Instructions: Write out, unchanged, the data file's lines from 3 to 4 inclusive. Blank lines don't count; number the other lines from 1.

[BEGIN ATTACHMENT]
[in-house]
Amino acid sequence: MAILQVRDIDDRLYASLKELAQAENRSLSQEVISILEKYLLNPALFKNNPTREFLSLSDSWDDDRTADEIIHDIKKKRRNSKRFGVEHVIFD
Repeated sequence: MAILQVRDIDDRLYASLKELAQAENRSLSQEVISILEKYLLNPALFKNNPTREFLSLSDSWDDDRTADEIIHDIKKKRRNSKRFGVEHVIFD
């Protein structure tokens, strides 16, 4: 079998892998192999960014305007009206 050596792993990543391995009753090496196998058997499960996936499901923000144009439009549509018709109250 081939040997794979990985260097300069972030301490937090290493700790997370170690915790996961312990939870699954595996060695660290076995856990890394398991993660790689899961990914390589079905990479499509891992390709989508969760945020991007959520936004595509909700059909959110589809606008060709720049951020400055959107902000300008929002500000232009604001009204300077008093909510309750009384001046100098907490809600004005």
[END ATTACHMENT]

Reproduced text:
Repeated sequence: MAILQVRDIDDRLYASLKELAQAENRSLSQEVISILEKYLLNPALFKNNPTREFLSLSDSWDDDRTADEIIHDIKKKRRNSKRFGVEHVIFD
């Protein structure tokens, strides 16, 4: 079998892998192999960014305007009206 050596792993990543391995009753090496196998058997499960996936499901923000144009439009549509018709109250 081939040997794979990985260097300069972030301490937090290493700790997370170690915790996961312990939870699954595996060695660290076995856990890394398991993660790689899961990914390589079905990479499509891992390709989508969760945020991007959520936004595509909700059909959110589809606008060709720049951020400055959107902000300008929002500000232009604001009204300077008093909510309750009384001046100098907490809600004005």